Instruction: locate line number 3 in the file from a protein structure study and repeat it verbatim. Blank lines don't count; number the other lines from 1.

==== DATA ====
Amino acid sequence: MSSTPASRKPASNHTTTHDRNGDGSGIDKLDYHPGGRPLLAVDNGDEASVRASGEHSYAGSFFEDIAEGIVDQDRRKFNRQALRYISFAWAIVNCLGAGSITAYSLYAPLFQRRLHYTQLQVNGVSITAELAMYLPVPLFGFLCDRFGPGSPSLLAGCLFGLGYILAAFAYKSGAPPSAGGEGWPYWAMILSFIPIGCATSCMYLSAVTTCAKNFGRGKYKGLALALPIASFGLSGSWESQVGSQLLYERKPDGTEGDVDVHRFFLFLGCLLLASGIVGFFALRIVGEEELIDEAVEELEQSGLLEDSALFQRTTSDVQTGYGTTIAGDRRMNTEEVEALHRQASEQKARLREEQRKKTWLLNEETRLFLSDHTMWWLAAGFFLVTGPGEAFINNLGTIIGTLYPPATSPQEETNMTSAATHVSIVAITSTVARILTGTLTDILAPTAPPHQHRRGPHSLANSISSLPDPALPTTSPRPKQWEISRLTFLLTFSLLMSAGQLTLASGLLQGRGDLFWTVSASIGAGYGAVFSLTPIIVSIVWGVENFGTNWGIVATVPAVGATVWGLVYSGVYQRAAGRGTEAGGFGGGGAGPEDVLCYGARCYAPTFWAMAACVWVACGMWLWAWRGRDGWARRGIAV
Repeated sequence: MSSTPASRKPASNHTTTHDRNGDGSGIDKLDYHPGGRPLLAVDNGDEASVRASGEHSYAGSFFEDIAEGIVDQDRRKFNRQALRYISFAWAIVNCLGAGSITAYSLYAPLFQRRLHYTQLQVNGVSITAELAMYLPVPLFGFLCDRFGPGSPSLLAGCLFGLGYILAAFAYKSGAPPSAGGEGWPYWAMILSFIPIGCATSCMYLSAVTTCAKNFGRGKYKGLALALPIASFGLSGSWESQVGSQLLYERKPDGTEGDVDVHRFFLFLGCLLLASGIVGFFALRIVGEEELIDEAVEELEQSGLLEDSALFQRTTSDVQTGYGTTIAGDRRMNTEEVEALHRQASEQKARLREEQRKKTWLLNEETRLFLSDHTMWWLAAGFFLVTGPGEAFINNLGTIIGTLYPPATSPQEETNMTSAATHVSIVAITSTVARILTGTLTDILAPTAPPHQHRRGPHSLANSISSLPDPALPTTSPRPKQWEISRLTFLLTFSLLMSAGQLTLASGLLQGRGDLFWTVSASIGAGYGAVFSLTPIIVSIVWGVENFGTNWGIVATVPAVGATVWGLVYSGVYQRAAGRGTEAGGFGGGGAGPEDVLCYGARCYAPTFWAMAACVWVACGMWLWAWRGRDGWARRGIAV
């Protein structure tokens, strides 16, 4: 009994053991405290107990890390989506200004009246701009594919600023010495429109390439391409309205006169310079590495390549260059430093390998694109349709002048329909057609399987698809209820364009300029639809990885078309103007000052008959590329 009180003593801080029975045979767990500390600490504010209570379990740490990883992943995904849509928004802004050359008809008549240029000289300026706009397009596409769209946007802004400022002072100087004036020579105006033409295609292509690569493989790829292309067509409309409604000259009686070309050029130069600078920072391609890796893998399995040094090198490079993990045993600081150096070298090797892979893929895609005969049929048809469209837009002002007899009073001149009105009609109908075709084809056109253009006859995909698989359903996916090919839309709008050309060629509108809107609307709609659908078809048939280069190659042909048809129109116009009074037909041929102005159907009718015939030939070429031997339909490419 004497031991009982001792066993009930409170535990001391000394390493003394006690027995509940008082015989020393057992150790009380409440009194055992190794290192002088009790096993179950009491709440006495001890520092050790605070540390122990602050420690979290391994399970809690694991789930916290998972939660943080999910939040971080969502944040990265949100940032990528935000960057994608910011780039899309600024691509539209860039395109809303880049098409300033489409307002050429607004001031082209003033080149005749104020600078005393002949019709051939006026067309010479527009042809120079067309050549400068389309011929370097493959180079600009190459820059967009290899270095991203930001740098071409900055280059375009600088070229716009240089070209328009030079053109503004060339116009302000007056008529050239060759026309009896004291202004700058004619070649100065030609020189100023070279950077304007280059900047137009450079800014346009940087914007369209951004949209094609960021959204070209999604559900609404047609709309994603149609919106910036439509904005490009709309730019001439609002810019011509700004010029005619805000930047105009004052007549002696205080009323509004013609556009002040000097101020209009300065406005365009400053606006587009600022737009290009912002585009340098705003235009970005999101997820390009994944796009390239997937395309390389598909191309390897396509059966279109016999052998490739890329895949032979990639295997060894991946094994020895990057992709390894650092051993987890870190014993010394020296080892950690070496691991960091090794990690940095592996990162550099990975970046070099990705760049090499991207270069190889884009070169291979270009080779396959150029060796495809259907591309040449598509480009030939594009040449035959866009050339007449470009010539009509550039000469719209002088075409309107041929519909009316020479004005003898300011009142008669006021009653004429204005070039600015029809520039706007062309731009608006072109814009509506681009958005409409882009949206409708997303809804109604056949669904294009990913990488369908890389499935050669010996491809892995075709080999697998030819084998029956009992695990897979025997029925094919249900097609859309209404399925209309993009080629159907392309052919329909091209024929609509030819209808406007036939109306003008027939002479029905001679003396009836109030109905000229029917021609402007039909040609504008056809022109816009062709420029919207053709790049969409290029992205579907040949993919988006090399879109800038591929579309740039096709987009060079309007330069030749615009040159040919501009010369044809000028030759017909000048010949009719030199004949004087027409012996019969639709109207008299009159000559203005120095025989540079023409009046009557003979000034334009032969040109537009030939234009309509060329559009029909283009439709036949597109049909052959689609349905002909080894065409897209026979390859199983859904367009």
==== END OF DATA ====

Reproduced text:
């Protein structure tokens, strides 16, 4: 009994053991405290107990890390989506200004009246701009594919600023010495429109390439391409309205006169310079590495390549260059430093390998694109349709002048329909057609399987698809209820364009300029639809990885078309103007000052008959590329 009180003593801080029975045979767990500390600490504010209570379990740490990883992943995904849509928004802004050359008809008549240029000289300026706009397009596409769209946007802004400022002072100087004036020579105006033409295609292509690569493989790829292309067509409309409604000259009686070309050029130069600078920072391609890796893998399995040094090198490079993990045993600081150096070298090797892979893929895609005969049929048809469209837009002002007899009073001149009105009609109908075709084809056109253009006859995909698989359903996916090919839309709008050309060629509108809107609307709609659908078809048939280069190659042909048809129109116009009074037909041929102005159907009718015939030939070429031997339909490419 004497031991009982001792066993009930409170535990001391000394390493003394006690027995509940008082015989020393057992150790009380409440009194055992190794290192002088009790096993179950009491709440006495001890520092050790605070540390122990602050420690979290391994399970809690694991789930916290998972939660943080999910939040971080969502944040990265949100940032990528935000960057994608910011780039899309600024691509539209860039395109809303880049098409300033489409307002050429607004001031082209003033080149005749104020600078005393002949019709051939006026067309010479527009042809120079067309050549400068389309011929370097493959180079600009190459820059967009290899270095991203930001740098071409900055280059375009600088070229716009240089070209328009030079053109503004060339116009302000007056008529050239060759026309009896004291202004700058004619070649100065030609020189100023070279950077304007280059900047137009450079800014346009940087914007369209951004949209094609960021959204070209999604559900609404047609709309994603149609919106910036439509904005490009709309730019001439609002810019011509700004010029005619805000930047105009004052007549002696205080009323509004013609556009002040000097101020209009300065406005365009400053606006587009600022737009290009912002585009340098705003235009970005999101997820390009994944796009390239997937395309390389598909191309390897396509059966279109016999052998490739890329895949032979990639295997060894991946094994020895990057992709390894650092051993987890870190014993010394020296080892950690070496691991960091090794990690940095592996990162550099990975970046070099990705760049090499991207270069190889884009070169291979270009080779396959150029060796495809259907591309040449598509480009030939594009040449035959866009050339007449470009010539009509550039000469719209002088075409309107041929519909009316020479004005003898300011009142008669006021009653004429204005070039600015029809520039706007062309731009608006072109814009509506681009958005409409882009949206409708997303809804109604056949669904294009990913990488369908890389499935050669010996491809892995075709080999697998030819084998029956009992695990897979025997029925094919249900097609859309209404399925209309993009080629159907392309052919329909091209024929609509030819209808406007036939109306003008027939002479029905001679003396009836109030109905000229029917021609402007039909040609504008056809022109816009062709420029919207053709790049969409290029992205579907040949993919988006090399879109800038591929579309740039096709987009060079309007330069030749615009040159040919501009010369044809000028030759017909000048010949009719030199004949004087027409012996019969639709109207008299009159000559203005120095025989540079023409009046009557003979000034334009032969040109537009030939234009309509060329559009029909283009439709036949597109049909052959689609349905002909080894065409897209026979390859199983859904367009």